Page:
Uninsured drivers create headaches for Missouri motorists
Four people were injured - one seriously - when an uninsured driver crashed his vehicle into a large boulder alongside the road in Milford, Massachusetts. The Milford Daily News reports that 19 year-old Juan Delgado was behind the wheel when his car left the roadway and smashed into the boulder. Delgado and two of his passengers were taken from the scene by ambulance. A third passenger, 21 year-old Johnny Castro, was airlifted from the scene. Emergency responders had to block off the street and use hydraulic rescue tools to free Castro from the mangled vehicle. He reportedly suffered from compound fractures, head injuries, and other trauma.
An investigation of the accident is ongoing. Authorities believe excessive speed and alcohol use contributed to the crash. Delgado has been charged with drunk driving causing serious injury; negligent driving; speeding; driving an unregistered vehicle; and driving an uninsured motor vehicle.
Under Missouri law, all drivers are required to carry some form of motor vehicle liability insurance coverage. However, unfortunately, not all drivers follow the law. An estimated 10 to 15% of Missouri drivers get behind the wheel without appropriate insurance - which, according to the Missouri Department of Revenue, results in thousands of accidents every year that involve uninsured motorists. The victims of these crashes are often left to worry about who will cover their medical bills, lost wages and other expenses.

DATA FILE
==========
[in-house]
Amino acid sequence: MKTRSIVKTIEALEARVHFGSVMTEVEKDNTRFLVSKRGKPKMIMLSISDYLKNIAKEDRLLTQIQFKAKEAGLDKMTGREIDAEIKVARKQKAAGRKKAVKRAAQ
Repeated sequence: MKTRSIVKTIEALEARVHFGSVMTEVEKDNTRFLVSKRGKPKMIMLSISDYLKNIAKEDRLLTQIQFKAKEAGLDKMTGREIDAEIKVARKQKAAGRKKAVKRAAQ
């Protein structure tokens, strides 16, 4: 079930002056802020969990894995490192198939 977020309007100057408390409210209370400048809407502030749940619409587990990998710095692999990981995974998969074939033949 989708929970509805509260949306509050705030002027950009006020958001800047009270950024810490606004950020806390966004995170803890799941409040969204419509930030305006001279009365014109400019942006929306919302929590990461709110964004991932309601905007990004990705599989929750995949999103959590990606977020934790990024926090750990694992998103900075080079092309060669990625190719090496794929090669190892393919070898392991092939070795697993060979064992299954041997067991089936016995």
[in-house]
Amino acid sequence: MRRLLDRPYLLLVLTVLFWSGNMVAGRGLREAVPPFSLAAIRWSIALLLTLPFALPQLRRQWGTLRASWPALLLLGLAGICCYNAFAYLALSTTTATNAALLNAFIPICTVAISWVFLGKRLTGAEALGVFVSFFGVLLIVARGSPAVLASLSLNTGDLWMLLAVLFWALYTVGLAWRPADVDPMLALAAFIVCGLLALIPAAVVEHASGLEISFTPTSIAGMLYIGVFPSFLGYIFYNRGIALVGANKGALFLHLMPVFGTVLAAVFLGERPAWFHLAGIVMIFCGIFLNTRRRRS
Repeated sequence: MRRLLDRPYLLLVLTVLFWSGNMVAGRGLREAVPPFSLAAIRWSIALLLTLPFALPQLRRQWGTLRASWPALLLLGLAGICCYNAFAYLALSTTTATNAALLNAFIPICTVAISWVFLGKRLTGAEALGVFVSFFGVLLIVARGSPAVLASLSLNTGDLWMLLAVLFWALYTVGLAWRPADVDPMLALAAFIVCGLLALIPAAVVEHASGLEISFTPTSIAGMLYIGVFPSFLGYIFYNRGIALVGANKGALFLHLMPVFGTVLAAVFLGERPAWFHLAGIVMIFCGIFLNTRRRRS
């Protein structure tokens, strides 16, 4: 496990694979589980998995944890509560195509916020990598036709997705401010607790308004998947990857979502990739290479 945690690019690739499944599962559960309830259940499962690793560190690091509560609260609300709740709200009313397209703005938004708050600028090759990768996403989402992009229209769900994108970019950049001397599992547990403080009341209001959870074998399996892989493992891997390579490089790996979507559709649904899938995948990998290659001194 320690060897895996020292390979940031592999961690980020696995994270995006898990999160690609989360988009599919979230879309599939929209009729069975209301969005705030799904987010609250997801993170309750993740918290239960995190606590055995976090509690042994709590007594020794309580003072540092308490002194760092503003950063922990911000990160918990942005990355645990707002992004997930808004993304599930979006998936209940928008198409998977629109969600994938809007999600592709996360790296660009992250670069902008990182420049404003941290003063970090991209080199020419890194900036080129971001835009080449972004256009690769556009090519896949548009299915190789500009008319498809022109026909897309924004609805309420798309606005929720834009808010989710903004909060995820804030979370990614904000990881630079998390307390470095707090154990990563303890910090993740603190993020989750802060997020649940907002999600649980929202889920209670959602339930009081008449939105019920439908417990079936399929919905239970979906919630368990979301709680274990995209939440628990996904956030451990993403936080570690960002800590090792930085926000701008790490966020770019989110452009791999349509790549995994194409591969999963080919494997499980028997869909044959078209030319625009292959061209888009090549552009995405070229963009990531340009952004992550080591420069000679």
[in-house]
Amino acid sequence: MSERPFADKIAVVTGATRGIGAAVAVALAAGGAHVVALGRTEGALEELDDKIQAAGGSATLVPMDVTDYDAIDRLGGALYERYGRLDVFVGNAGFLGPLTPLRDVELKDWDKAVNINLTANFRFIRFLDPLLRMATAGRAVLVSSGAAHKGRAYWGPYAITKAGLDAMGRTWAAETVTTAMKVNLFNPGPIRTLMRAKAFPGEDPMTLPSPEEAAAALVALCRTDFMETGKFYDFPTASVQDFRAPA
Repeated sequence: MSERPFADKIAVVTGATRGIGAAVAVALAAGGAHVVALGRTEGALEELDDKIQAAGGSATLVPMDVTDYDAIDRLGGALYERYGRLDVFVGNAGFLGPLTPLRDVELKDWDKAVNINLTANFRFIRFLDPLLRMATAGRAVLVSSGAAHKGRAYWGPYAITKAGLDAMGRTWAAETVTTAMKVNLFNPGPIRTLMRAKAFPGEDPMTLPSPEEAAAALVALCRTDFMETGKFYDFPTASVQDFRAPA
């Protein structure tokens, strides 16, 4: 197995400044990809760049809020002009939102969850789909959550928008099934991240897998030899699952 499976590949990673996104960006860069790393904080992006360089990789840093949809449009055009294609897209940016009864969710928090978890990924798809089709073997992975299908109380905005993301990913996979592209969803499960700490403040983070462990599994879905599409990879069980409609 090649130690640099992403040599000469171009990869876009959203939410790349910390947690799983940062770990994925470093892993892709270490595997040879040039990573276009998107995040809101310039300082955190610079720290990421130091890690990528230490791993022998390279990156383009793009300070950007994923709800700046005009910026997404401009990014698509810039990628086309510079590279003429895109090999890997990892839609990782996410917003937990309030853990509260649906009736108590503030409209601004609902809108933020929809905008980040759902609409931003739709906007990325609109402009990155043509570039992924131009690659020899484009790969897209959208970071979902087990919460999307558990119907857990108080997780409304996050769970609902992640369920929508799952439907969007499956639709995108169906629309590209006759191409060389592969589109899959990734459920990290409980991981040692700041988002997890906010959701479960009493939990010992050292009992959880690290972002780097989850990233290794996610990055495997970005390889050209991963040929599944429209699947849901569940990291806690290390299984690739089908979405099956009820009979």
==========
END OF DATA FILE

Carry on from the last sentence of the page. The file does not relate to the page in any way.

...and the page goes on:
The aftermath of an auto accident can be extremely overwhelming, even when everyone is properly insured and it's clear who was at fault. And if you've been seriously injured in a collision, the physical pain you're feeling can make it difficult to focus on practical issues - like your expenses. When such a collision is caused by the negligence of an uninsured driver, the situation can be all the more difficult.
Under these circumstances, injury victims may still be able to recover compensation under their own uninsured motorist coverage. Missouri law also required drivers to carry uninsured motorist coverage of at least $25,000 for bodily injury per person and a minimum of $50,000 for bodily injury per accident. This component of your policy makes it possible for you to recover damages from your own insurance provider, should you be involved in a crash with an uninsured driver.
Uninsured motorist coverage can also take effect in a hit and run accident - i.e. when the at-fault driver flees the scene and cannot be identified. When you're the victim of a hit and run, your insured motorist coverage works to replace the at-fault driver's coverage, kicking in to cover medical expenses and other losses, so you're not left to cover the bill alone.